The Chena River supports the second-largest run of chinook in the Yukon River watershed and one of the top threats to salmon is the destruction of critical spawning areas. The Doyon Sustainability Committee partnered with the Fairbanks Water and Soil Conservation District to restore the riparian zone in front of the Doyon Plaza in downtown Fairbanks. The restoration will help improve habitats for salmon spawning, native fish species, birds, and mammals, reduce erosion, improve water quality, bank stabilization, and provide better flood reduction in this area.

A riparian zone is the area next to and alongside rivers, streams, and creeks and includes soil, plants, and people. Riparian zones act as buffers between upland areas and waterways. They filter pollutants such as fertilizers, nutrients, and sediment. Additionally, they reduce erosion and stabilize stream channels. These areas are important because streambank vegetation provides food, habitats, and shade for salmon and other native species.

Damage and disturbances occur naturally, but the largest threat to riparian zones is development surrounding the area. Humans alter riparian zones for recreational use, construction, or aesthetic purposes. The cost of these alters can include water quality suffering, habitat is reduced, and erosion or property loss can be expensive.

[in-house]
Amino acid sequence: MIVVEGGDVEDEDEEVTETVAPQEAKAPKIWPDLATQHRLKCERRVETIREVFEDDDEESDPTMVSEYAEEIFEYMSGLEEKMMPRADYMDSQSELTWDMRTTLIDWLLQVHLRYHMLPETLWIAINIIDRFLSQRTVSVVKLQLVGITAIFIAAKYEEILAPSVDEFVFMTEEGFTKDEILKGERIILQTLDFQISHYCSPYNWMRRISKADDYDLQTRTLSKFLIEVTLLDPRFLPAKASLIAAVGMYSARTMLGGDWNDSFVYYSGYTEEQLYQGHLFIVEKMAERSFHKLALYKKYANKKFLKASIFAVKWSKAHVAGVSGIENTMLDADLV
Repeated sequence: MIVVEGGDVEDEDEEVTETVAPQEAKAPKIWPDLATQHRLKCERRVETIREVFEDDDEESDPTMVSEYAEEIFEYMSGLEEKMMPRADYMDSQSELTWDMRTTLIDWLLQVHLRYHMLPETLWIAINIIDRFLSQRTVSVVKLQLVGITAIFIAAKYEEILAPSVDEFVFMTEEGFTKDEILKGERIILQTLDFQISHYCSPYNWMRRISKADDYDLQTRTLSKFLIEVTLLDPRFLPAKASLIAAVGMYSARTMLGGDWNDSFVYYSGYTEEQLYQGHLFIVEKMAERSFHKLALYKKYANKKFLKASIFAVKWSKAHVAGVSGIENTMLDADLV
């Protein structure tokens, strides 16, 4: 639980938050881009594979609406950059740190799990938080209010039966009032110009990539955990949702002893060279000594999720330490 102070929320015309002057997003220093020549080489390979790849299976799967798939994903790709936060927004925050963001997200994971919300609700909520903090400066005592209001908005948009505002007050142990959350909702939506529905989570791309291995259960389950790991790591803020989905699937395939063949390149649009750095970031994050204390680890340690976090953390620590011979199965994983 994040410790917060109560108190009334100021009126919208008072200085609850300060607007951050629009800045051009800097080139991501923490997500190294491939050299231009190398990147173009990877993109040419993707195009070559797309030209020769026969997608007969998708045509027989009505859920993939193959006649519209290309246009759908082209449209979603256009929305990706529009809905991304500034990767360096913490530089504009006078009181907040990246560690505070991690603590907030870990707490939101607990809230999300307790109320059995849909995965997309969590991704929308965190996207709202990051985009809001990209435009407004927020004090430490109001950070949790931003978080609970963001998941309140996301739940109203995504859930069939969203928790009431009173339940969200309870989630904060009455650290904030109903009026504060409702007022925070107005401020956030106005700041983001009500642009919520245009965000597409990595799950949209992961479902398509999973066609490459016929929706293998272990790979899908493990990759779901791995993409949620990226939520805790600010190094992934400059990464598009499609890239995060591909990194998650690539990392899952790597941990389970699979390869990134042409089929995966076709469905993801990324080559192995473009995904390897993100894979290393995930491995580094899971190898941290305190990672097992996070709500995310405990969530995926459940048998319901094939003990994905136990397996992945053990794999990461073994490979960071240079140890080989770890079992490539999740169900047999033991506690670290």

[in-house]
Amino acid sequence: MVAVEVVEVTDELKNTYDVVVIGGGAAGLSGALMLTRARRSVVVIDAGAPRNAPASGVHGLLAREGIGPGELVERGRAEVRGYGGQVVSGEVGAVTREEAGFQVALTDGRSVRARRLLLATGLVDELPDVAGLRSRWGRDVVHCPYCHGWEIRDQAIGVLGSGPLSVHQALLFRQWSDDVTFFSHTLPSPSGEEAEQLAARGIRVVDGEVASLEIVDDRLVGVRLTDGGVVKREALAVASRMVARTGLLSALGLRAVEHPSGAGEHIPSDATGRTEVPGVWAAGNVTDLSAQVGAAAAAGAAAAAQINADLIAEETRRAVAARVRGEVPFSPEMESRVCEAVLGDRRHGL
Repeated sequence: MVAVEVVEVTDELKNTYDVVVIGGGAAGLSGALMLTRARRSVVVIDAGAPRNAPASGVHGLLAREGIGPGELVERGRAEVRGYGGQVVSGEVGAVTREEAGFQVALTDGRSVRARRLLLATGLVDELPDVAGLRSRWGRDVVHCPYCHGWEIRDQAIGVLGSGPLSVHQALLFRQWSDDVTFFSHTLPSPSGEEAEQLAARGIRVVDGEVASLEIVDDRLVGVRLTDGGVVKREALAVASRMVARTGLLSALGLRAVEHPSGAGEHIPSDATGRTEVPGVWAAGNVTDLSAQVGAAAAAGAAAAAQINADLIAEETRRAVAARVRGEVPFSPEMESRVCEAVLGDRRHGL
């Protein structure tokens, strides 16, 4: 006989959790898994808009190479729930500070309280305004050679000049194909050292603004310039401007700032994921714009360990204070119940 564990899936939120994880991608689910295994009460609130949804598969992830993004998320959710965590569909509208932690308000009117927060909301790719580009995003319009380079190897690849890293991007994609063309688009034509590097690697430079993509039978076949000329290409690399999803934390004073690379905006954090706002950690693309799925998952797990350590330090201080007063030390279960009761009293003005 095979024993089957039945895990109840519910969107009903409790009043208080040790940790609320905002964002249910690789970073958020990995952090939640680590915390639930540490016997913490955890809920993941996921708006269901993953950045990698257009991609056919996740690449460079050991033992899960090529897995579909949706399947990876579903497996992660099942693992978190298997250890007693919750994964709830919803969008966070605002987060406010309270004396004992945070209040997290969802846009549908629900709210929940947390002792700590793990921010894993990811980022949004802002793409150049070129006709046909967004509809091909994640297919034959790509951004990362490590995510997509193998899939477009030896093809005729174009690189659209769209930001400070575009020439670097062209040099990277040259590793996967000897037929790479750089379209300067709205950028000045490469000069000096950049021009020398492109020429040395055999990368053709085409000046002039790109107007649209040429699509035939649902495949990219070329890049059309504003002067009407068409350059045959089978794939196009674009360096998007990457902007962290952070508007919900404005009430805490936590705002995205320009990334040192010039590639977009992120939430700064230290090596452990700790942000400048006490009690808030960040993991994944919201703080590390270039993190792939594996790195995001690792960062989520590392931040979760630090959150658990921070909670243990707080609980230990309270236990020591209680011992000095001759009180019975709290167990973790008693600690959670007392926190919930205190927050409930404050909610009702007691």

In summer 2021, the Fairbanks Water and Soil Conversation District worked to expand and improve the existing riparian zone in front of the Plaza building. Willow stakings and live planting of willow, silverberry, and red osier dogwood were conducted with the help of youth in the community. In the coming seasons, more plants will continue to be planted to grow the area.

Source: Katie McClellan, Youth for Habitat Program Manager, PowerPoint Presentation

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